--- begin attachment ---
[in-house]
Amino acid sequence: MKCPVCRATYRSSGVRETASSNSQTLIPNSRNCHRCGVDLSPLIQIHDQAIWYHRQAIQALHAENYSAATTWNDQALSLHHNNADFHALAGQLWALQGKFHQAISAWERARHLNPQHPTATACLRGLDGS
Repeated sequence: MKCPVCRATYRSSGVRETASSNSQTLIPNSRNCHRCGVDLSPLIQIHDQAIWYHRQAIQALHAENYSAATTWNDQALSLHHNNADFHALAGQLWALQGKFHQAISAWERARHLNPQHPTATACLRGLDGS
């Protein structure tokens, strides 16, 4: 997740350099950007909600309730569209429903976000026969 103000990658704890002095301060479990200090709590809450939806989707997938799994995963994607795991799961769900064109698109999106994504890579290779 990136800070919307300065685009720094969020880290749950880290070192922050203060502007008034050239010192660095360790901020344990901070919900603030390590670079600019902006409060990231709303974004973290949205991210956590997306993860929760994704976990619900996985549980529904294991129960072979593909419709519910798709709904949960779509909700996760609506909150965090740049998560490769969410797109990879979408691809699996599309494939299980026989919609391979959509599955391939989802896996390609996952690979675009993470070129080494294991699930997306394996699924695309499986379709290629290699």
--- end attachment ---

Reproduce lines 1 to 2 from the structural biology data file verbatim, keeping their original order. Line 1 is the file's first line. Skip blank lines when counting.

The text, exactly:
[in-house]
Amino acid sequence: MKCPVCRATYRSSGVRETASSNSQTLIPNSRNCHRCGVDLSPLIQIHDQAIWYHRQAIQALHAENYSAATTWNDQALSLHHNNADFHALAGQLWALQGKFHQAISAWERARHLNPQHPTATACLRGLDGS